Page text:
One of the challenges that today’s busy managers struggle with is how to divvy up their precious people management time. Not everyone is a star performer so you should focus your limited bandwidth on the people who are doing the most for the organization, right? Unfortunately, high performers usually demand little time. They are self-sufficient, self-motivated, and often produce great work regardless of how much interaction they have with their manager.
Nor should the worst performers need a lot of attention. In fact, focusing on the tails is the wrong thing to do:
Left to their own devices, sales managers often skew their coaching efforts dramatically toward the ‘tails’ — the very best and the very worst reps on their team. They engage with poor reps because they feel they must in order to meet territory goals, and they work with their best reps because, well, it’s fun. Few managers can resist the lure of reliving their glory days by passing along their wisdom to the one or two reps who remind them most of their younger selves. To combat managers’ tendency to coach just laggards and leaders, companies implement elaborate systems to allocate coaching equally across the sales force. They imagine that ‘all boats will rise’ as a result.
The recommendation is to focus on the middle 60% (Not the top or bottom 20%)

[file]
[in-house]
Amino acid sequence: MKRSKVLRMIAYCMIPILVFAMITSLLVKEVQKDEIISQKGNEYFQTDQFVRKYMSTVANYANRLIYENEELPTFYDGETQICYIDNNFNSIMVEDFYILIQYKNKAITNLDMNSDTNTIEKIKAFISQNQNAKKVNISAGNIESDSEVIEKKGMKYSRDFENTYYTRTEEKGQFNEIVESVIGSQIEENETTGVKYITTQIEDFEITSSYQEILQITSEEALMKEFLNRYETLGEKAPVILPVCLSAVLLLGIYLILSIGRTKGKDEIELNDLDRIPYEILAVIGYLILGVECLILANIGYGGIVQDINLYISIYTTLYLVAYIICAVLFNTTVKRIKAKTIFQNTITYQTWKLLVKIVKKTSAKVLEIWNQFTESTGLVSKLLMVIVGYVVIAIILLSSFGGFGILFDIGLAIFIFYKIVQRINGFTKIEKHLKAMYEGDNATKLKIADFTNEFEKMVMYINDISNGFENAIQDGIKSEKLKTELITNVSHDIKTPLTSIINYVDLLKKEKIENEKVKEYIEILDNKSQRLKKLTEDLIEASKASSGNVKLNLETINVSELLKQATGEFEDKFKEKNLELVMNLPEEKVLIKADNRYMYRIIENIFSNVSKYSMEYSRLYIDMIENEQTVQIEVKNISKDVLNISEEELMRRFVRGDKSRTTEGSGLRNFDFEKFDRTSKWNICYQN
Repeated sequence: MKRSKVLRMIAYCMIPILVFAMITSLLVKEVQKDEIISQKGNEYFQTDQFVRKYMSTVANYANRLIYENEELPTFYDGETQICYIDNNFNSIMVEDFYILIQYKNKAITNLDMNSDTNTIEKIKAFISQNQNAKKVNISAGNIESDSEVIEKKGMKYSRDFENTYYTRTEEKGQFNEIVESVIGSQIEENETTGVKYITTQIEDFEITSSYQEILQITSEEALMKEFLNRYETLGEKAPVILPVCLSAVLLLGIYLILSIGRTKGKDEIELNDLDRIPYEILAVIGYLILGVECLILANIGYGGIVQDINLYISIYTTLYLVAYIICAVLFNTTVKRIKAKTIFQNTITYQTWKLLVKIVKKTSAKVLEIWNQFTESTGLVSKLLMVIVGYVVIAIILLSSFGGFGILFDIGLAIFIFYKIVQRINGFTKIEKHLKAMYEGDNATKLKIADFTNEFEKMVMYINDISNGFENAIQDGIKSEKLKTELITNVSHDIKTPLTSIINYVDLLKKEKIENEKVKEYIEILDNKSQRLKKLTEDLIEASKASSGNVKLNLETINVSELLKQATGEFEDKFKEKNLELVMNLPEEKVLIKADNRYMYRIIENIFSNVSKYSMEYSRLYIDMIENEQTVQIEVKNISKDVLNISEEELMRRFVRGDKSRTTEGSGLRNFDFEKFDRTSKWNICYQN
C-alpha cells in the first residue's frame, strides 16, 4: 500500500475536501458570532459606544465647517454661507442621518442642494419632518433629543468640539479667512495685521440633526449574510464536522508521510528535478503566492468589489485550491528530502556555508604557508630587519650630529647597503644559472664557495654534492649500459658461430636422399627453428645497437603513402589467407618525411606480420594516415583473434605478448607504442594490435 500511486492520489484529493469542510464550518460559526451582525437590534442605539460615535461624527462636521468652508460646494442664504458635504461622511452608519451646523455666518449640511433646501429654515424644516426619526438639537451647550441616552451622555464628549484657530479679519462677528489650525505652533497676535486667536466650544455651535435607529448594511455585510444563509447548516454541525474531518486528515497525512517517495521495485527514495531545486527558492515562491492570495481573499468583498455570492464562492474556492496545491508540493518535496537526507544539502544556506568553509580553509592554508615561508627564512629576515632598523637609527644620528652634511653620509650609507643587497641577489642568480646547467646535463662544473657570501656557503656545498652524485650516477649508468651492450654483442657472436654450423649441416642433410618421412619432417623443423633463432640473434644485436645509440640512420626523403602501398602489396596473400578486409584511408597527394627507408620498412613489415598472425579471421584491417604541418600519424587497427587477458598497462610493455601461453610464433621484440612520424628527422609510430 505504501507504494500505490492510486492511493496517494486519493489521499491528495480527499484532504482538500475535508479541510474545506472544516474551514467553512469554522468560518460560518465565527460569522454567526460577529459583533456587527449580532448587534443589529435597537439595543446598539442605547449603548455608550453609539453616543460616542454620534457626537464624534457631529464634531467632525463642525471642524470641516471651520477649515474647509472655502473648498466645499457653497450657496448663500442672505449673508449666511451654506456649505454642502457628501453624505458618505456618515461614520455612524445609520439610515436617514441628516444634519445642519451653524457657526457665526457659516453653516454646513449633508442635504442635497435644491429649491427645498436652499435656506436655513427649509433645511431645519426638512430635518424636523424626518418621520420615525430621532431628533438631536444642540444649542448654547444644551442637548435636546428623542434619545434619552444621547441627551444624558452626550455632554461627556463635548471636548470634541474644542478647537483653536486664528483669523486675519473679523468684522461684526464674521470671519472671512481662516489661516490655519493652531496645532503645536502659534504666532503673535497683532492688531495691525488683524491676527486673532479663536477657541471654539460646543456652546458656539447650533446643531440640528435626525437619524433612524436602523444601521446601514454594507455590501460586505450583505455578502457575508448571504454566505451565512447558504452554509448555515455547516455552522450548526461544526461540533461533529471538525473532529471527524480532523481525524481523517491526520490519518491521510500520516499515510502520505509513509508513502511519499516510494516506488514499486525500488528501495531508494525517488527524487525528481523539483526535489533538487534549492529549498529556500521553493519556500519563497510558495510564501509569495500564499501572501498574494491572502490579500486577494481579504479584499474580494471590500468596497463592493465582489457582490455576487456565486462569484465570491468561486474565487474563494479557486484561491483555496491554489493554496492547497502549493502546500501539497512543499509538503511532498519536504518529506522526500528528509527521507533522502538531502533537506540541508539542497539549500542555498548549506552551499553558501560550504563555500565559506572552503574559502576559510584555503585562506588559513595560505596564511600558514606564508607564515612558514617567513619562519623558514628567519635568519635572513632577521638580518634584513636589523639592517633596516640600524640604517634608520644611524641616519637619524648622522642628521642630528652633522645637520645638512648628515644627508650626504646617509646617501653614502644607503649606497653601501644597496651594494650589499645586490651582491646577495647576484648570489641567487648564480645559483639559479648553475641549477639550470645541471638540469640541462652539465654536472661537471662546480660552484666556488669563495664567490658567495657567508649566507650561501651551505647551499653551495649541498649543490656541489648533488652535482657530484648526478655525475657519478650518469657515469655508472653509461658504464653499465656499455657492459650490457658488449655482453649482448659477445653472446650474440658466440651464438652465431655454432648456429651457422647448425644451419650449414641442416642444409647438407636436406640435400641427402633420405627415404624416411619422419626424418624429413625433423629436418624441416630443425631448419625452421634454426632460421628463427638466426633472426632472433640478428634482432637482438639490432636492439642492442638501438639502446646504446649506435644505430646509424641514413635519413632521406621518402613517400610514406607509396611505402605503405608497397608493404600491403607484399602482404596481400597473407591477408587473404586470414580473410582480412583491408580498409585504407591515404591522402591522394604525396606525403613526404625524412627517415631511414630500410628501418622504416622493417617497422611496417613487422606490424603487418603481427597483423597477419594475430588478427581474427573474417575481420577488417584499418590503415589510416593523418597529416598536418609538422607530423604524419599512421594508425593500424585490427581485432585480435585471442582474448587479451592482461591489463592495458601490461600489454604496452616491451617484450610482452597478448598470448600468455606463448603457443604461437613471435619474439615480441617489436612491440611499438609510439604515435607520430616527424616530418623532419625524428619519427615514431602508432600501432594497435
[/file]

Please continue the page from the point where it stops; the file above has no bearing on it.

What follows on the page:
The real payoff from good coaching lies among the middle 60% — your core performers. For this group, the best-quality coaching can improve performance up to 19%.* In fact, even moderate improvement in coaching quality — simply from below to above average — can mean a six to eight percent increase in performance across 50% of your sales force. Often as not, that makes the difference between hitting or missing goals.
And how do you provide constructive feedback to improve performance: Provide detailed and constructive feedback. Here are the four steps (pretty intuitive)
- Diagnose the issue. Understand what can improve performance: lack of motivation, skill deficiency, misalignment with goals, personal conflicts, or home/ family issues.
- Share what you are seeing. Discuss with the employee, Be specific and use examples. Ask for the employee’s perspective
- Specify necessary changes. Decide what needs to change and how he should go about changing. It’s critical to set up processes by which the performance can be improved. Set clear goals and timelines. If you’re not sure how to support him, ask for help from an HR partner or an external coach.
- Evaluate and take action. If the performance improves, congratulations. If not, take action.
Here are some important factors to consider if the employee is a perennial under-performer and you want to take action:
Reflect on the person’s value to the organization. He may be invaluable in one arena but underperforming in another. Can you change his job description so that it better plays to his strengths? Or can you find another position in the organization that’s better suited for his skills? If the answer is no, you may need to terminate. Of course, making a firing decision shouldn’t be taken lightly. Whatever you decide, don’t leave it up to them as to whether they leave. That’s a surefire way to create deadweight and hurt the morale of your team.